Two's a trend: See Matt Haughey and Nick Denton both frustrated by media coming at them for quotes on stories that seem to have predetermined agendas. I've had this happen to me a bunch of times, too, and it's one of the reasons that I think blogs are useful as a complement to journalism, since they were both able to get their side of the story out after having been threatened with quotes out of contest.
As Phil Ringnalda noted, every story that we read that's about our industry contains errors, ranging from egregious to merely annoying. What errors are we missing in other stories where we're not already experts?
But what really gores my ox is the awareness that, since every news article I read about something I actually know is completely, utterly, absolutely, factually, wrong, I have to assume that all the ones I read about things I don't know are just as wrong. Maybe they get eight out of ten facts in the article right. How do I know which eight, or more importantly, which two?
Now, I should say in fairness, I know a lot of journalists who like that they can get feedback and corrections on stories from the blogosphere. Hell, that mirrors my own experience, where I'll post about things I don't really have a firm grasp on, in order to start a conversation that helps clarify things. And maybe the reporters who talked to Matt and Nick didn't already have their angles picked out.
I'm a bit biased because recently I've been asked by a few people to give leads or quotes on the Dark Side of Blogging. Everybody is looking for another Heather who got fired for her blog, and they aren't interested in any of the positive stories. We managed to turn one around recently, when Lia talked to a NY Post reporter who was shooting for a Dark Side post and instead got Lia's well-balanced response that "there's a downside to leading a public life but it's worth it for me".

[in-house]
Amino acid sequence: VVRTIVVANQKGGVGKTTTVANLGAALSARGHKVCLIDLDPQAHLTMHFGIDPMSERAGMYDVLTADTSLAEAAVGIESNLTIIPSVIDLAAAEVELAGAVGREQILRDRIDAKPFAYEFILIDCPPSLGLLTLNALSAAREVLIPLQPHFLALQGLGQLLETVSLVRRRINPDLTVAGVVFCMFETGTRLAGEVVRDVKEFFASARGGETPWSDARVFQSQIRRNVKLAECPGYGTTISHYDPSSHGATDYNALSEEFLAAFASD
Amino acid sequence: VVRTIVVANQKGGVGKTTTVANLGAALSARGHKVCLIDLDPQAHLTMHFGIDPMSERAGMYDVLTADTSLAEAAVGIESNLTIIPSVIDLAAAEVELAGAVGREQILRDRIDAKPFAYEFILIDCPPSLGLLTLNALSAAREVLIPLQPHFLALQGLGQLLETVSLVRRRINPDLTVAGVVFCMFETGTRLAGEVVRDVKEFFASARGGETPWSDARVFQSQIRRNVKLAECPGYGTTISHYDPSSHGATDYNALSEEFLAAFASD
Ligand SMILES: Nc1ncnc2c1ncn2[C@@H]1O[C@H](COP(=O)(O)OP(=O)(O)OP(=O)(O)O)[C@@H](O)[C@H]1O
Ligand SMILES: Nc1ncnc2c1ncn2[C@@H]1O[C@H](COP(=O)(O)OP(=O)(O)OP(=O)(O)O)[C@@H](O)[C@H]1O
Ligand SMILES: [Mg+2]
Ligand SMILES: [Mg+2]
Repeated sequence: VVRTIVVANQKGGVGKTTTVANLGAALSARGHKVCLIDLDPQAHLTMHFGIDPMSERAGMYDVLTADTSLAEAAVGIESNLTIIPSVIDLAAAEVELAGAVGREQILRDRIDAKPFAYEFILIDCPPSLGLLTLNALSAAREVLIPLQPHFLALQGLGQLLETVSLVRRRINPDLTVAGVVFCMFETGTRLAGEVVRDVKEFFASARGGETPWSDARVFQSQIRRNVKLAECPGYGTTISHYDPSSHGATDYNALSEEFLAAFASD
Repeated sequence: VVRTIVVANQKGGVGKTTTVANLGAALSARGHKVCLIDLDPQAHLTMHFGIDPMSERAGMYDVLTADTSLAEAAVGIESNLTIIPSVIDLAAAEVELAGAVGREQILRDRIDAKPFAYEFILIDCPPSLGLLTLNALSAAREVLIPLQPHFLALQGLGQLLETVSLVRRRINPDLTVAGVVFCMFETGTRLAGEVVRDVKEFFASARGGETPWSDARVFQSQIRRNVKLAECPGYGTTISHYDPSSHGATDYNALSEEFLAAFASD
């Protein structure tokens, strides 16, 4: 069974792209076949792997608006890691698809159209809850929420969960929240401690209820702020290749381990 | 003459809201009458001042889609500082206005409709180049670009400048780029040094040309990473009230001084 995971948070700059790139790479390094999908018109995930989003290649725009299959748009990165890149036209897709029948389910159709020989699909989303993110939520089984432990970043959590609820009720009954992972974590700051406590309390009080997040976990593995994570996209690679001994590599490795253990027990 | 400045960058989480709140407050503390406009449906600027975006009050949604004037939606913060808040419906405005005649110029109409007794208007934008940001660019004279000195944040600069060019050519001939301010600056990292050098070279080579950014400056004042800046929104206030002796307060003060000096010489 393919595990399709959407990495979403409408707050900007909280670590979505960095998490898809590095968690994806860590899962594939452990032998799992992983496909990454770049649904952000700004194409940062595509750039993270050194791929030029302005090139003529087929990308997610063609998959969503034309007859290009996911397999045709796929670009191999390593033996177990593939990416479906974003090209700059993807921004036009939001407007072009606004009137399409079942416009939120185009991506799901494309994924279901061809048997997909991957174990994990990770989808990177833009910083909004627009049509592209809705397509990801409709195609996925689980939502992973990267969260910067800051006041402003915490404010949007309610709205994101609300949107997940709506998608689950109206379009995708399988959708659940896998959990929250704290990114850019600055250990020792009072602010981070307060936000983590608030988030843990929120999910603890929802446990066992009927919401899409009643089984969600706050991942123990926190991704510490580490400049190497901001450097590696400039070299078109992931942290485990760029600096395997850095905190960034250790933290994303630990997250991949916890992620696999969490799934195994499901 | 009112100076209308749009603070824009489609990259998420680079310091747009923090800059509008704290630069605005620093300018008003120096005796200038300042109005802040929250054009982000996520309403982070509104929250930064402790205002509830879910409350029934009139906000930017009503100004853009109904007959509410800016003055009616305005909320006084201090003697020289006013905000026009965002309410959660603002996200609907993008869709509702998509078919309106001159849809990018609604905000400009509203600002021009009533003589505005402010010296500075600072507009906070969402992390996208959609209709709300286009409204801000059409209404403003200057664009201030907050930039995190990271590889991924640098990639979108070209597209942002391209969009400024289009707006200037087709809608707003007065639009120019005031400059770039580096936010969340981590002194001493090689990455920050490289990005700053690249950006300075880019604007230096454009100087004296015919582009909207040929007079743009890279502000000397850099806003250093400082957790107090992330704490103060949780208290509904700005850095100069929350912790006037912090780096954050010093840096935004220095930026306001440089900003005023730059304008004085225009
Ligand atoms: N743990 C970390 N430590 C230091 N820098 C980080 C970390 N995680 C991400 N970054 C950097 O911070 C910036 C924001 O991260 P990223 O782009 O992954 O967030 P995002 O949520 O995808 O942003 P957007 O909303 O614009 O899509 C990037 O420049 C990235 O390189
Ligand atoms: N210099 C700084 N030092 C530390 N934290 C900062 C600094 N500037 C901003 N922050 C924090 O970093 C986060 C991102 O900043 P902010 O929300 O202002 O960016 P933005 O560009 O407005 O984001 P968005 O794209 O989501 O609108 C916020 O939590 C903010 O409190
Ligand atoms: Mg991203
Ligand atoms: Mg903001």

To be fair, I generally think this is more the fault of the editors who assign stories than the writers who are assigned to them, except when it's freelancers pitching the pieces. When I was asked the other day "are there other tragedies than Dooce's firing or Michael Hanscom's Microsoft adventures?" I had sent the following reply:
One thing I would suggest is considering a, well, more uplifting angle. There have been an awful lot of "blogs can cost you your job!" or "make money fast with blogs!" stories, and very few that cover the positive reasons people have weblogs.
For a lot of your audience, this is their first impression of what weblogs can be, and frankly, if they were all about dire consequences, there wouldn't be millions of people publishing weblogs every day.
Most of the people in my social circle have met their spouses/significant others, gotten apartments, gotten jobs, made friends, or (in my case) all of the above because of their weblogs. All that plus they get to participate in a new medium instead of just passively consuming media.
From what I know of [name of publication], the audience is one that appreciates a good positive human story, and it's also much more likely that you'll get some good cooperation or participation from people in the weblog realm who can help strengthen your story.
I'd be glad to talk to your editor if you'd want to pitch a less doom-and-gloom version of the story, but either way thanks for getting in touch, and feel free to call or email if you need any more information or want to try starting a weblog of your own to see how it works.
My general tactic these days is to either say as little as possible, so that nothing can get taken out of context, or to say things that are obtuse enough that nobody could decipher them. "I didn't know that I cared about yogurt until I read the blog."